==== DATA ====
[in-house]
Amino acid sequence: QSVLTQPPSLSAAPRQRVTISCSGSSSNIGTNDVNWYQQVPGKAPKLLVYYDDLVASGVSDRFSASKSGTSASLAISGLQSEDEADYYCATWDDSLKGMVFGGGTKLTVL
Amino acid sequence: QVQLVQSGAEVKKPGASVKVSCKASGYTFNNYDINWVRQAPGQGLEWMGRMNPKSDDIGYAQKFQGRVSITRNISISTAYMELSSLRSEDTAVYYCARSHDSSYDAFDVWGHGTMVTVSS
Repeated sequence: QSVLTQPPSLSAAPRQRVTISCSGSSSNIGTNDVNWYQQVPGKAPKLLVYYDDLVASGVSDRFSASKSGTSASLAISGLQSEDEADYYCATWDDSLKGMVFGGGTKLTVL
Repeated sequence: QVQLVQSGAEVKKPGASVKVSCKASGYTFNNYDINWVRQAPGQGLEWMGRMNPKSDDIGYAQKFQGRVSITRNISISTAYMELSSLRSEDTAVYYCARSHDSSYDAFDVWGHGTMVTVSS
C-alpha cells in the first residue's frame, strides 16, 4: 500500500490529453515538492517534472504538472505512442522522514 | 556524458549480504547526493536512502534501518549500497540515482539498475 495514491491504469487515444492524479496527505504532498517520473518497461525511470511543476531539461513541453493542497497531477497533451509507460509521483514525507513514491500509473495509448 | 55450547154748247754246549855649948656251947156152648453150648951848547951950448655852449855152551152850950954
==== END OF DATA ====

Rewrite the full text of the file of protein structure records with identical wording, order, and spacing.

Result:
[in-house]
Amino acid sequence: QSVLTQPPSLSAAPRQRVTISCSGSSSNIGTNDVNWYQQVPGKAPKLLVYYDDLVASGVSDRFSASKSGTSASLAISGLQSEDEADYYCATWDDSLKGMVFGGGTKLTVL
Amino acid sequence: QVQLVQSGAEVKKPGASVKVSCKASGYTFNNYDINWVRQAPGQGLEWMGRMNPKSDDIGYAQKFQGRVSITRNISISTAYMELSSLRSEDTAVYYCARSHDSSYDAFDVWGHGTMVTVSS
Repeated sequence: QSVLTQPPSLSAAPRQRVTISCSGSSSNIGTNDVNWYQQVPGKAPKLLVYYDDLVASGVSDRFSASKSGTSASLAISGLQSEDEADYYCATWDDSLKGMVFGGGTKLTVL
Repeated sequence: QVQLVQSGAEVKKPGASVKVSCKASGYTFNNYDINWVRQAPGQGLEWMGRMNPKSDDIGYAQKFQGRVSITRNISISTAYMELSSLRSEDTAVYYCARSHDSSYDAFDVWGHGTMVTVSS
C-alpha cells in the first residue's frame, strides 16, 4: 500500500490529453515538492517534472504538472505512442522522514 | 556524458549480504547526493536512502534501518549500497540515482539498475 495514491491504469487515444492524479496527505504532498517520473518497461525511470511543476531539461513541453493542497497531477497533451509507460509521483514525507513514491500509473495509448 | 55450547154748247754246549855649948656251947156152648453150648951848547951950448655852449855152551152850950954